It also meant that her books started to sell in large numbers. Critics began to make asinine remarks like: “Mrs. Lessing is the great realist writer of our time, in the tradition of the major Continental novelists of the 19th century, particularly Stendhal and Balzac, but also Turgenev and Chekhov.” Honours were offered and refused (she turned down both an OBE and a DBE). Awards accumulated, culminating in the Nobel prize in 2007. Famously she was out shopping for groceries when someone told her that it had just been announced that she had won the Nobel Prize for Literature. Arriving home to a gathering of reporters, she exclaimed, with typical modesty: “Oh Christ! I’ve won all the prizes in Europe, every bloody one, so I’m delighted to win them all. It’s a royal flush.”
For me, the problem is that the iconic status which she achieved led to a sort of critical deficit. Each new book was hailed as a masterpiece. Even the most tortuous, convoluted and unreadable were hailed as “an experimental work in the very best sense” by critics like Joyce Carol Oates. In my reading of the books, particularly those after ‘The Golden Notebook’, she seems to have a dark, ungenerous, unforgiving view of human nature. The characters are not people, but cyphers. She refuses to recognise them as individuals, but uses them as mere counters in her narrative. Frequently that narrative is bombastic, even pompous, and the text over extended to the point of congestion and, in the reader, creates indigestion. In these books she endlessly restates her conviction that humankind is a sorry lot. Fair enough, but not much of an insight, and one that countless other writers have done both more succinctly and with greater compassion. As J.M. Coetzee wrote in his review of these books: “With the best will in the world, she cannot get to the bottom of why she did what she did.”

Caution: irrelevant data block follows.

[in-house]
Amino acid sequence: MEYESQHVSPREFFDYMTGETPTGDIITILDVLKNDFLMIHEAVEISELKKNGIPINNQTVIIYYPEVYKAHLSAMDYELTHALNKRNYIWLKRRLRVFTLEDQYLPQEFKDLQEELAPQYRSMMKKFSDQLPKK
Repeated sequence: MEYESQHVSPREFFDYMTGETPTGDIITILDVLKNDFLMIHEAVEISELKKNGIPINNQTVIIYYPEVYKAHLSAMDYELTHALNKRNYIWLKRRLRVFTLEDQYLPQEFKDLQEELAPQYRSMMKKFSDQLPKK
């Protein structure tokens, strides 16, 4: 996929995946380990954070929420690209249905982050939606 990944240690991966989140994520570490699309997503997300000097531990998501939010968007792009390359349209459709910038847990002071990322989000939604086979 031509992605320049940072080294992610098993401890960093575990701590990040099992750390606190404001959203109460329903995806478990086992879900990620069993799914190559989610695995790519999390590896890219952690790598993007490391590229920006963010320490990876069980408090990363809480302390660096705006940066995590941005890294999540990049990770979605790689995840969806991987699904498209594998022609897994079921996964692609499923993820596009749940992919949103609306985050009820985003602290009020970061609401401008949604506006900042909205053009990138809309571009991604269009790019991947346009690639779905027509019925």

But my view is not the prevailing view, so I will end with the Nobel citation: “with scepticism, fire and visionary power (she) has subjected a divided civilisation to scrutiny. … Her writing is characterised by penetrating studies of living conditions in the 20th century, behavioural patterns, and historical developments.”
Or maybe not.